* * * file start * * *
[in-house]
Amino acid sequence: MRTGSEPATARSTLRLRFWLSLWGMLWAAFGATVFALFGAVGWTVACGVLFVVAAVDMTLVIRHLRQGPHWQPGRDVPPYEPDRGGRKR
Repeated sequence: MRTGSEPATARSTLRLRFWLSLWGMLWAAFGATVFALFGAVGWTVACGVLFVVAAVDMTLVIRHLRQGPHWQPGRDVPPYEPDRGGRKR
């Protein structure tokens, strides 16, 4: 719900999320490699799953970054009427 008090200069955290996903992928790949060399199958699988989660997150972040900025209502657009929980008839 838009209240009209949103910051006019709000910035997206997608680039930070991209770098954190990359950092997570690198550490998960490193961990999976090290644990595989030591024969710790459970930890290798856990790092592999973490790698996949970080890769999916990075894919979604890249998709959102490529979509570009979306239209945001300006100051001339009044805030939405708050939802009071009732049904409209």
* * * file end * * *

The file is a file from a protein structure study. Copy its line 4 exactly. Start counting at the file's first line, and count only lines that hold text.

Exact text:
């Protein structure tokens, strides 16, 4: 719900999320490699799953970054009427 008090200069955290996903992928790949060399199958699988989660997150972040900025209502657009929980008839 838009209240009209949103910051006019709000910035997206997608680039930070991209770098954190990359950092997570690198550490998960490193961990999976090290644990595989030591024969710790459970930890290798856990790092592999973490790698996949970080890769999916990075894919979604890249998709959102490529979509570009979306239209945001300006100051001339009044805030939405708050939802009071009732049904409209």